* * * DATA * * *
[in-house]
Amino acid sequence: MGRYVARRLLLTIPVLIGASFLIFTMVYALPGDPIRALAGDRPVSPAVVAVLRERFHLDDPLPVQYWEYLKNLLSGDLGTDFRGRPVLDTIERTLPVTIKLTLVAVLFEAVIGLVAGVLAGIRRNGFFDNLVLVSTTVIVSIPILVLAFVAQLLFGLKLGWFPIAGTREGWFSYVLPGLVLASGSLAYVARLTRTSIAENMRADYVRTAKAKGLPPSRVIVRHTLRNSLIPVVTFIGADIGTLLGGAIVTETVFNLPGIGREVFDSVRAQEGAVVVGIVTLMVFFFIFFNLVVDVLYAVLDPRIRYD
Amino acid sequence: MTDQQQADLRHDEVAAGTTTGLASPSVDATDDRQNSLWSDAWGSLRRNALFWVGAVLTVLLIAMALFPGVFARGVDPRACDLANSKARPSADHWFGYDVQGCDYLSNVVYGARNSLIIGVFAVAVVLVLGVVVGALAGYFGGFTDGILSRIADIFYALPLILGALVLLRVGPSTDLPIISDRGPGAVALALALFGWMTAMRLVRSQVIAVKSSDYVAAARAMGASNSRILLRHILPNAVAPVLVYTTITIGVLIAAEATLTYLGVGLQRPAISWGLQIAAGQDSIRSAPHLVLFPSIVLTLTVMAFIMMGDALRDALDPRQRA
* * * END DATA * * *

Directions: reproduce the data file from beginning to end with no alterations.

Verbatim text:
[in-house]
Amino acid sequence: MGRYVARRLLLTIPVLIGASFLIFTMVYALPGDPIRALAGDRPVSPAVVAVLRERFHLDDPLPVQYWEYLKNLLSGDLGTDFRGRPVLDTIERTLPVTIKLTLVAVLFEAVIGLVAGVLAGIRRNGFFDNLVLVSTTVIVSIPILVLAFVAQLLFGLKLGWFPIAGTREGWFSYVLPGLVLASGSLAYVARLTRTSIAENMRADYVRTAKAKGLPPSRVIVRHTLRNSLIPVVTFIGADIGTLLGGAIVTETVFNLPGIGREVFDSVRAQEGAVVVGIVTLMVFFFIFFNLVVDVLYAVLDPRIRYD
Amino acid sequence: MTDQQQADLRHDEVAAGTTTGLASPSVDATDDRQNSLWSDAWGSLRRNALFWVGAVLTVLLIAMALFPGVFARGVDPRACDLANSKARPSADHWFGYDVQGCDYLSNVVYGARNSLIIGVFAVAVVLVLGVVVGALAGYFGGFTDGILSRIADIFYALPLILGALVLLRVGPSTDLPIISDRGPGAVALALALFGWMTAMRLVRSQVIAVKSSDYVAAARAMGASNSRILLRHILPNAVAPVLVYTTITIGVLIAAEATLTYLGVGLQRPAISWGLQIAAGQDSIRSAPHLVLFPSIVLTLTVMAFIMMGDALRDALDPRQRA